Easter blessings from UCAN
There is no more important week in the year for Christians than this Holy Week. We call it Holy because of the mystery we celebrate - God's gift of His son who loves us to his death on Calvary and beyond.
Because of that love, we wish each other Happy Easter even when we know there is a lot of tragedy about it - Good Friday. As Christians, we know that what we see happening with and in Jesus goes to the heart of what we know from our own experience of life.
At the Second Vatican Council, the Christian lives we all lead were described as being shares in the Paschal Mystery. We have our share in the death and resurrection of Jesus every day. Our lives are part of the Paschal Mystery.
At UCAN, we work to describe that mystery in the unfolding tragedies and astonishing blessings of the people we seek out and report, feature and comment on.
While at times deeply distressing work, this effort of ours gets its coherence in the same way the death of Jesus did - because of the astonishing grace of a God who never gives up on life and love.
Because of that, we can wish you Happy Easter.
Fr. Michael Kelly SJ
New Vatican head says priestly celibacy is "open to discussion"
Archbishop Parolin makes surprising statement during interview
Picture: Huffington Post/AP
- Huffington Post
- September 11, 2013
Archbishop Pietro Parolin, the new Secretary of State of the Vatican, made some surprisingly frank remarks about priestly celibacy that may indicate a new openness to "the democratic spirit of the times." Pope Francis' plans to reform the Vatican and "shake up the church" have received a lot of attention, but he has not yet publicly addressed the issue of mandatory celibacy for priests.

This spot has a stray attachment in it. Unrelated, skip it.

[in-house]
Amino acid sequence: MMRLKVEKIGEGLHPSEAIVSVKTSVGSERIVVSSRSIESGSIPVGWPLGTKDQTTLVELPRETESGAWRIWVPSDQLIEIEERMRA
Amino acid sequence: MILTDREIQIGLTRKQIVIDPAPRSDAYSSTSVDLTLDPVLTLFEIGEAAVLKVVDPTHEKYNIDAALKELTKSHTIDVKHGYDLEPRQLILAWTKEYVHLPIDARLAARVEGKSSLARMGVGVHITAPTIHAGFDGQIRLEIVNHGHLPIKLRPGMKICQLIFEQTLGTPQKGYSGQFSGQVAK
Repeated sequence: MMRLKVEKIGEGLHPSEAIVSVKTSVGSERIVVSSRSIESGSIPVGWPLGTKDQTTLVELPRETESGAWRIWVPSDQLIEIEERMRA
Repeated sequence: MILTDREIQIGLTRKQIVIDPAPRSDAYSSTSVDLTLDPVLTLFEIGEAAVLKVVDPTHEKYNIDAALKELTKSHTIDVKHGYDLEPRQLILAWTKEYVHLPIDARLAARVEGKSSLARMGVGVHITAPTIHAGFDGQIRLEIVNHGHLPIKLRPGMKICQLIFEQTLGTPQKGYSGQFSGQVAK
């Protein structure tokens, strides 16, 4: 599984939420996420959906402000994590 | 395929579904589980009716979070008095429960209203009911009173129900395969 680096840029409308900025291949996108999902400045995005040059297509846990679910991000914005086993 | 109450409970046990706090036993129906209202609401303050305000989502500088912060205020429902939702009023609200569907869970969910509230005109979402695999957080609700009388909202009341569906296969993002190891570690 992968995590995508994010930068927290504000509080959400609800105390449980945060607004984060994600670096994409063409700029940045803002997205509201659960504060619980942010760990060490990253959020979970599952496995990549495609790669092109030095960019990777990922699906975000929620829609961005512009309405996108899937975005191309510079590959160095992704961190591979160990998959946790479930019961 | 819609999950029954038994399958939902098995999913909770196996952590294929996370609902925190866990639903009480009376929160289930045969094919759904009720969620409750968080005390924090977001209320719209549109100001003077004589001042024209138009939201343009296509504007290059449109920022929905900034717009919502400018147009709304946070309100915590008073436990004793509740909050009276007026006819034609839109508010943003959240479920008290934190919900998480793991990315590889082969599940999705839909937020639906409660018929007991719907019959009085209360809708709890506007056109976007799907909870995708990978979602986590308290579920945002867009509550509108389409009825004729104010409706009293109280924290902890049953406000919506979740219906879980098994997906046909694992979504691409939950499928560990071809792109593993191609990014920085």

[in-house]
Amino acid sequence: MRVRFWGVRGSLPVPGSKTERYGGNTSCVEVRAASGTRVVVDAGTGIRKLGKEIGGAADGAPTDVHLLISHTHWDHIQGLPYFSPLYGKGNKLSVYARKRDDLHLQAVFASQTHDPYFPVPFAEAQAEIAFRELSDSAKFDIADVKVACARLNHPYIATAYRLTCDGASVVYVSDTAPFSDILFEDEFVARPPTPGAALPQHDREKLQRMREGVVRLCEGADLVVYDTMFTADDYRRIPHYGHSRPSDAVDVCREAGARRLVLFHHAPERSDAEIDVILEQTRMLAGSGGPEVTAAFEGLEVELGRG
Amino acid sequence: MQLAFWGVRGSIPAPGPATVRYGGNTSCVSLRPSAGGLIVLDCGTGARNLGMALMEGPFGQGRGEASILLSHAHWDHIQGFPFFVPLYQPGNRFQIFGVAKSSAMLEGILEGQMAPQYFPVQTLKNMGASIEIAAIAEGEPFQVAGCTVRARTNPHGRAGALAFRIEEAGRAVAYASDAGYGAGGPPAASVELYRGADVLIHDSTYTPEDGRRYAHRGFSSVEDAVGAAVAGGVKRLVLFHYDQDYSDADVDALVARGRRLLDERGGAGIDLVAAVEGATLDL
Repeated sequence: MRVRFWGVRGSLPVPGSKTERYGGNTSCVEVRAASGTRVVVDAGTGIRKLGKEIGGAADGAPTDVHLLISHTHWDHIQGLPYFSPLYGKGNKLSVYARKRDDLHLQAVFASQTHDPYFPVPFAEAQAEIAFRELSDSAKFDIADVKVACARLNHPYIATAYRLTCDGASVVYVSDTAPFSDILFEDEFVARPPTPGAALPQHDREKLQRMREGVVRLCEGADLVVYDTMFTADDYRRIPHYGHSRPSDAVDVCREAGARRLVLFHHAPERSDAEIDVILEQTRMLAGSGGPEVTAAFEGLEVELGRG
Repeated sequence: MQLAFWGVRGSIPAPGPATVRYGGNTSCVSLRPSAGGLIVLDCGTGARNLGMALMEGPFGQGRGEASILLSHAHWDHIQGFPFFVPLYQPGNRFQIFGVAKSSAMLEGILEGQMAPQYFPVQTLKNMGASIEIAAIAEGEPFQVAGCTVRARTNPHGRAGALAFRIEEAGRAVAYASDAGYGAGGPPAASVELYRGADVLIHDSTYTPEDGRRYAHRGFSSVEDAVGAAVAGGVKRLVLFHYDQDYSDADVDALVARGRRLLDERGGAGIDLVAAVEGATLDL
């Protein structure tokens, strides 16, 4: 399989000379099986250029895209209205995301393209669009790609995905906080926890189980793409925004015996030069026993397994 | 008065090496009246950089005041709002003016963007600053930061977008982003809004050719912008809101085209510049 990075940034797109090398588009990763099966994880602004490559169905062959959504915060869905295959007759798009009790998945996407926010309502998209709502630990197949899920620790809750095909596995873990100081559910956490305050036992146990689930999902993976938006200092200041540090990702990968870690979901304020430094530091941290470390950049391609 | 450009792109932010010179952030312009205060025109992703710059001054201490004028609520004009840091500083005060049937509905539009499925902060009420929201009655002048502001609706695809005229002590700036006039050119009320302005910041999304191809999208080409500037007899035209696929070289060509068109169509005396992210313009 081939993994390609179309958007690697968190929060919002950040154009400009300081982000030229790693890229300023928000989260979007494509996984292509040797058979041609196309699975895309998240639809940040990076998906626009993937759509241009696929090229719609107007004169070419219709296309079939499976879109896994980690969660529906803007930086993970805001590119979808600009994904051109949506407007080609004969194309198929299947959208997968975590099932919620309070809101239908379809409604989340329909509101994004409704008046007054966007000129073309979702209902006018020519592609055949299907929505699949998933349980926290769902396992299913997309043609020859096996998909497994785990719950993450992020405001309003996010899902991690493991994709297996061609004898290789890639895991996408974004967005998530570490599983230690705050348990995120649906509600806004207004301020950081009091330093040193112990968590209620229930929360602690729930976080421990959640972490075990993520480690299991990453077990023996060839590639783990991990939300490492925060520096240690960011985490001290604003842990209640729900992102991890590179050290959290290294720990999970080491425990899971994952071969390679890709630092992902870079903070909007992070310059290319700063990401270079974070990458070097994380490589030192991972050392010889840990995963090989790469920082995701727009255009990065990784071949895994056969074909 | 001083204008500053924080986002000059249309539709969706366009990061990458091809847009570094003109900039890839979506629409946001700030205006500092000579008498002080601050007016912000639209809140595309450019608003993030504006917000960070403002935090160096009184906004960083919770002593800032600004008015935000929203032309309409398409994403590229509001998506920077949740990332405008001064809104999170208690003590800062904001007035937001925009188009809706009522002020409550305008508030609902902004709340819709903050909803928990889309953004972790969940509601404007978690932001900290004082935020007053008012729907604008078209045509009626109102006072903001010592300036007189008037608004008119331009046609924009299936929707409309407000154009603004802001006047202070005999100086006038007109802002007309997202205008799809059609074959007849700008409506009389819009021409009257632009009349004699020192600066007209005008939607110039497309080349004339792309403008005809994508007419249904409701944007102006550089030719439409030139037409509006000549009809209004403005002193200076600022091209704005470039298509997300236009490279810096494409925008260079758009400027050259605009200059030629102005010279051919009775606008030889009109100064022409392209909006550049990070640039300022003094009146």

Parolin said in an interview with Venezuelan newspaper El Universal that the tradition of priestly celibacy is not dogma, or a law of divine origin, and is therefore open to discussion. He went on to note that while the church is not a democratic institution, it needs to "reflect the democratic spirit of the times and adopt a collegial way of governing."
While previous popes have declared some topics closed off from discussion, Parolin's remarks may be indicative of the possibility of a greater conversation about an ancient Church tradition.
Though it's not clear exactly when celibacy became mandatory for priests, the first written mandate for chastity dates back to 304 C.E., when Canon 33 of the Council of Elvira stated that all "bishops, presbyters, and deacons and all other clerics" should "abstain completely from their wives and not to have children." A definitive ruling was handed down at the Second Lateran Council of 1139, which ruled that priests were forbidden to marry.
Parolin said, "it is possible to discuss and reflect on these topics that are not defined faith, and consider some modifications, but always in the service of unity and according to God’s will.”
Source: Huffington Post Religion